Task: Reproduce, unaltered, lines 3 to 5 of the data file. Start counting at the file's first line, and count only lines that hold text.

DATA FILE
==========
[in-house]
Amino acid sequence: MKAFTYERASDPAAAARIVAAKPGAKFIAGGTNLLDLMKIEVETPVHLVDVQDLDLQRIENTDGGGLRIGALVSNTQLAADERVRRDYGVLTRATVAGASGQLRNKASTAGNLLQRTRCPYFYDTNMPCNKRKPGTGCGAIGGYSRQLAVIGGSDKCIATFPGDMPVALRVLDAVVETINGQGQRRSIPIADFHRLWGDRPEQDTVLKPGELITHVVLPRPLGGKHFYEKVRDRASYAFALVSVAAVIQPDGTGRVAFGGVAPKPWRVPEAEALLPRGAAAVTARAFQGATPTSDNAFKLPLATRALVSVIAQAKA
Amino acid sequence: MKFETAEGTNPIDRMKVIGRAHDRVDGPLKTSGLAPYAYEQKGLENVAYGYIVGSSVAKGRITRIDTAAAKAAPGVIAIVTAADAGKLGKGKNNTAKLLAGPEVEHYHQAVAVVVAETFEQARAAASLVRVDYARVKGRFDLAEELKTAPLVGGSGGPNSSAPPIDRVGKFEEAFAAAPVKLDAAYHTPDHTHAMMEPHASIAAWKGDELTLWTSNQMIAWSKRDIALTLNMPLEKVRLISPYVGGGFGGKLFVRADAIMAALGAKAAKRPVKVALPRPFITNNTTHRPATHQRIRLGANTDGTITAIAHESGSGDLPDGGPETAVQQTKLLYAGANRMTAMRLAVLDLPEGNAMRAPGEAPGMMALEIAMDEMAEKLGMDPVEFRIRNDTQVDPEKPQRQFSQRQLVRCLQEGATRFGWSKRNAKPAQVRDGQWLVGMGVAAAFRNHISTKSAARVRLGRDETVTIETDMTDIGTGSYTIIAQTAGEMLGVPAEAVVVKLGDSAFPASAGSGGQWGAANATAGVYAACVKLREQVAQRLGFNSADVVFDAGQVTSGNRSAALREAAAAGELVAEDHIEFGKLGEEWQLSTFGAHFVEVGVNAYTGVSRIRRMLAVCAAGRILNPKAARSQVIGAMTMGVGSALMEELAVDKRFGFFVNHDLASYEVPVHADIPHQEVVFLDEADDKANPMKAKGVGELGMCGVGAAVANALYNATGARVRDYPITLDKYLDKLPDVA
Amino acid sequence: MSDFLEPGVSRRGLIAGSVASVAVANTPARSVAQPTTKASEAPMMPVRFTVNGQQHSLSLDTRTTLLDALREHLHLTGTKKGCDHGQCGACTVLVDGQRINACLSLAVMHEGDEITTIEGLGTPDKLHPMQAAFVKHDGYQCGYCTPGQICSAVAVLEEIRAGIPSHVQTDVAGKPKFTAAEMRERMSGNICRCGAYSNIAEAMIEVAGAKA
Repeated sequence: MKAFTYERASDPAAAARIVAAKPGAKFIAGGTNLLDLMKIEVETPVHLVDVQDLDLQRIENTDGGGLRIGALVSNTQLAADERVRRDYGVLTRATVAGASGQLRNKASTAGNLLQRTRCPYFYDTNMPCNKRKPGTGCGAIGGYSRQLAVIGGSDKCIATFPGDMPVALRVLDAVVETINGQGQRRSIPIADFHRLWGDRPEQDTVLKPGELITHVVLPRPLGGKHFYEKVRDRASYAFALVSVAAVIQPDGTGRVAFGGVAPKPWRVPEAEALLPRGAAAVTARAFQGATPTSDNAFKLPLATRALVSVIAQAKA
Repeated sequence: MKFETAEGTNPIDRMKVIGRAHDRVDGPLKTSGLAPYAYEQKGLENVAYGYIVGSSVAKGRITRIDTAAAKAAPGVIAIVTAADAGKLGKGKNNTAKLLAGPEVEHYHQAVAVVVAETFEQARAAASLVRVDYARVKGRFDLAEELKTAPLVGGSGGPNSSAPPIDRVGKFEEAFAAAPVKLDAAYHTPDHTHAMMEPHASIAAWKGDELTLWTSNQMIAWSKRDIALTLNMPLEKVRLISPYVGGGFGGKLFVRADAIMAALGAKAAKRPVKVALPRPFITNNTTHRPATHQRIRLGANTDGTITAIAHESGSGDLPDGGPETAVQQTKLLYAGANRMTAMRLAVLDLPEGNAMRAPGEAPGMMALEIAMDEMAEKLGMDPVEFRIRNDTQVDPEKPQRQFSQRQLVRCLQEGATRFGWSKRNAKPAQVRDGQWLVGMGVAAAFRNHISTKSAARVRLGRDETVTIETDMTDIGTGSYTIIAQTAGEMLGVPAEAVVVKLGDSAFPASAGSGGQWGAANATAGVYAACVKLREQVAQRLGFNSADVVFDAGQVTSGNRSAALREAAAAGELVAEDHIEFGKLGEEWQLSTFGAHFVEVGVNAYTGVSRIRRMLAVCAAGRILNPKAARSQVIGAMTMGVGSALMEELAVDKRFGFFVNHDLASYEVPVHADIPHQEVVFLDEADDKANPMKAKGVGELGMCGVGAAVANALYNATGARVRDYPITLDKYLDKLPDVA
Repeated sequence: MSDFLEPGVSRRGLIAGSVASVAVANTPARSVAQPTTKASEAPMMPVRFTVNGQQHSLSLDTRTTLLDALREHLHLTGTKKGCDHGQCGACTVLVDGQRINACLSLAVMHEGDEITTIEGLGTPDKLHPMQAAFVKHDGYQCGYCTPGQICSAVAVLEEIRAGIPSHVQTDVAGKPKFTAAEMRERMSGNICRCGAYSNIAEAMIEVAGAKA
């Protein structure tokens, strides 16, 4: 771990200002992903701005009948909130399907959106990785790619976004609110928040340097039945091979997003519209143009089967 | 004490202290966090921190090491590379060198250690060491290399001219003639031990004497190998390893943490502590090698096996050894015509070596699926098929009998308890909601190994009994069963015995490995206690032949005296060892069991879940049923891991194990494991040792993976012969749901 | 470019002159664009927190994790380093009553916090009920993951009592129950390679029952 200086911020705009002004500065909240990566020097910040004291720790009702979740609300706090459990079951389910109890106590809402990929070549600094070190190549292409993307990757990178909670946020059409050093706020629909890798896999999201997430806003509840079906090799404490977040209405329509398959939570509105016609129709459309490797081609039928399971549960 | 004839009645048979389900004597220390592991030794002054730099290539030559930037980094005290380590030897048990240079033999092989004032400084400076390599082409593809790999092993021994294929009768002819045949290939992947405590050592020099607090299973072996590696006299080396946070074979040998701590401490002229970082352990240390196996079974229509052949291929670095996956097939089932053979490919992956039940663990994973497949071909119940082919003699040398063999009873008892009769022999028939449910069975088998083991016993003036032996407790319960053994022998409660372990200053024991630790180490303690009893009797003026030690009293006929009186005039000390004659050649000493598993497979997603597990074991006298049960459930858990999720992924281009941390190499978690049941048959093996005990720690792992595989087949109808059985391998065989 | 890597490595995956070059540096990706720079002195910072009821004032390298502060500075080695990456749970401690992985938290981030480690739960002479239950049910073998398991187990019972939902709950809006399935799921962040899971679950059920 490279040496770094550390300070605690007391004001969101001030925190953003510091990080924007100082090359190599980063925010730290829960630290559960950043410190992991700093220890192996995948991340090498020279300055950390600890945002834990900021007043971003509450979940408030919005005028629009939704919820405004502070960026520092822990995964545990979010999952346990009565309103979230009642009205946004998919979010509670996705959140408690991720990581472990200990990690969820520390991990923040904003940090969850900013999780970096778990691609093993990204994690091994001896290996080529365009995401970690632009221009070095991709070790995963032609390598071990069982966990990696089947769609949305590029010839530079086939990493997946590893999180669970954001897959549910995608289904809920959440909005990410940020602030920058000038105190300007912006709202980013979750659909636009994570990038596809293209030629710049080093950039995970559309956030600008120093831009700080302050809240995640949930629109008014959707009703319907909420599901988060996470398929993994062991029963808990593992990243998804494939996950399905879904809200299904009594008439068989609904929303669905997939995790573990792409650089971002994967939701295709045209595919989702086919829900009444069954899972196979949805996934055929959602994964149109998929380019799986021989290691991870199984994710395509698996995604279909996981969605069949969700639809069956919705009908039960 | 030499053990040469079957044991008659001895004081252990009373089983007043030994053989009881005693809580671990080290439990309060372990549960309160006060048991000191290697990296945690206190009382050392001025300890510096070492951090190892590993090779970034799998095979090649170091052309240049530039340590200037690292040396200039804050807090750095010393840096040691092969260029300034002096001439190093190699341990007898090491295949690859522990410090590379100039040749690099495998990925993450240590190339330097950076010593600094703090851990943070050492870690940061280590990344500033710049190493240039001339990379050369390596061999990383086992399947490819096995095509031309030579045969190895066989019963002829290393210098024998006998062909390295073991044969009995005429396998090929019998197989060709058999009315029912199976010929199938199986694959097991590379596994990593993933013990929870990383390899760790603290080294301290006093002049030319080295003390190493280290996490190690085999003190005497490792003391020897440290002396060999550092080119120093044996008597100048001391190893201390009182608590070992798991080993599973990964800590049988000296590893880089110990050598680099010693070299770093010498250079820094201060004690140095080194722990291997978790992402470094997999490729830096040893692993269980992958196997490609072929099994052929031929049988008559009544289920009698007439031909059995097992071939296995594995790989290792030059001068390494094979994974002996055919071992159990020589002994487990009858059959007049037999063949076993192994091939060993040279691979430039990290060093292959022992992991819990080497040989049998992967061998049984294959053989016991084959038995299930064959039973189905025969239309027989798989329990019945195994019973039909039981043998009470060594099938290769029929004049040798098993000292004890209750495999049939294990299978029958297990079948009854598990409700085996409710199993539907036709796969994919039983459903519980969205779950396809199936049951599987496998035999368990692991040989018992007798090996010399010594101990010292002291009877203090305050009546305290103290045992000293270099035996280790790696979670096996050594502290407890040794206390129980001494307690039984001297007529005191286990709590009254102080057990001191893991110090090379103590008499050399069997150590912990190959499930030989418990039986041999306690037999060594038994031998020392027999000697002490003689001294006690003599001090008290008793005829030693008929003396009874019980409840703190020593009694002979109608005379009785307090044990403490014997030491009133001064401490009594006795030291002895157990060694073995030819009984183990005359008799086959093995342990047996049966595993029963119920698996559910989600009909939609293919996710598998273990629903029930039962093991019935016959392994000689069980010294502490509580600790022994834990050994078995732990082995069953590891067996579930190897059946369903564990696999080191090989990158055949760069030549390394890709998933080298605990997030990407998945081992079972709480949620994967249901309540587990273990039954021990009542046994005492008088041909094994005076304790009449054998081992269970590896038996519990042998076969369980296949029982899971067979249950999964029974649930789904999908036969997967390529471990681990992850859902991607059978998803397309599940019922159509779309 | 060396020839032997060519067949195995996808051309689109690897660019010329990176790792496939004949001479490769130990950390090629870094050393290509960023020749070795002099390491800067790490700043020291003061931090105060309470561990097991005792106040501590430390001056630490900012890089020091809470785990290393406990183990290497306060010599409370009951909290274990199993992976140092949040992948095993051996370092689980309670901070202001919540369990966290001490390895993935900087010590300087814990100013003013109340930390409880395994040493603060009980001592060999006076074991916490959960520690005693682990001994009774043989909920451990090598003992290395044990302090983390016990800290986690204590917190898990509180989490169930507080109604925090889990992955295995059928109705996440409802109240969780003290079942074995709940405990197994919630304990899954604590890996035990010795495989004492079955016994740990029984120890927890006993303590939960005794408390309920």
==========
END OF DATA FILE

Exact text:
Amino acid sequence: MKFETAEGTNPIDRMKVIGRAHDRVDGPLKTSGLAPYAYEQKGLENVAYGYIVGSSVAKGRITRIDTAAAKAAPGVIAIVTAADAGKLGKGKNNTAKLLAGPEVEHYHQAVAVVVAETFEQARAAASLVRVDYARVKGRFDLAEELKTAPLVGGSGGPNSSAPPIDRVGKFEEAFAAAPVKLDAAYHTPDHTHAMMEPHASIAAWKGDELTLWTSNQMIAWSKRDIALTLNMPLEKVRLISPYVGGGFGGKLFVRADAIMAALGAKAAKRPVKVALPRPFITNNTTHRPATHQRIRLGANTDGTITAIAHESGSGDLPDGGPETAVQQTKLLYAGANRMTAMRLAVLDLPEGNAMRAPGEAPGMMALEIAMDEMAEKLGMDPVEFRIRNDTQVDPEKPQRQFSQRQLVRCLQEGATRFGWSKRNAKPAQVRDGQWLVGMGVAAAFRNHISTKSAARVRLGRDETVTIETDMTDIGTGSYTIIAQTAGEMLGVPAEAVVVKLGDSAFPASAGSGGQWGAANATAGVYAACVKLREQVAQRLGFNSADVVFDAGQVTSGNRSAALREAAAAGELVAEDHIEFGKLGEEWQLSTFGAHFVEVGVNAYTGVSRIRRMLAVCAAGRILNPKAARSQVIGAMTMGVGSALMEELAVDKRFGFFVNHDLASYEVPVHADIPHQEVVFLDEADDKANPMKAKGVGELGMCGVGAAVANALYNATGARVRDYPITLDKYLDKLPDVA
Amino acid sequence: MSDFLEPGVSRRGLIAGSVASVAVANTPARSVAQPTTKASEAPMMPVRFTVNGQQHSLSLDTRTTLLDALREHLHLTGTKKGCDHGQCGACTVLVDGQRINACLSLAVMHEGDEITTIEGLGTPDKLHPMQAAFVKHDGYQCGYCTPGQICSAVAVLEEIRAGIPSHVQTDVAGKPKFTAAEMRERMSGNICRCGAYSNIAEAMIEVAGAKA
Repeated sequence: MKAFTYERASDPAAAARIVAAKPGAKFIAGGTNLLDLMKIEVETPVHLVDVQDLDLQRIENTDGGGLRIGALVSNTQLAADERVRRDYGVLTRATVAGASGQLRNKASTAGNLLQRTRCPYFYDTNMPCNKRKPGTGCGAIGGYSRQLAVIGGSDKCIATFPGDMPVALRVLDAVVETINGQGQRRSIPIADFHRLWGDRPEQDTVLKPGELITHVVLPRPLGGKHFYEKVRDRASYAFALVSVAAVIQPDGTGRVAFGGVAPKPWRVPEAEALLPRGAAAVTARAFQGATPTSDNAFKLPLATRALVSVIAQAKA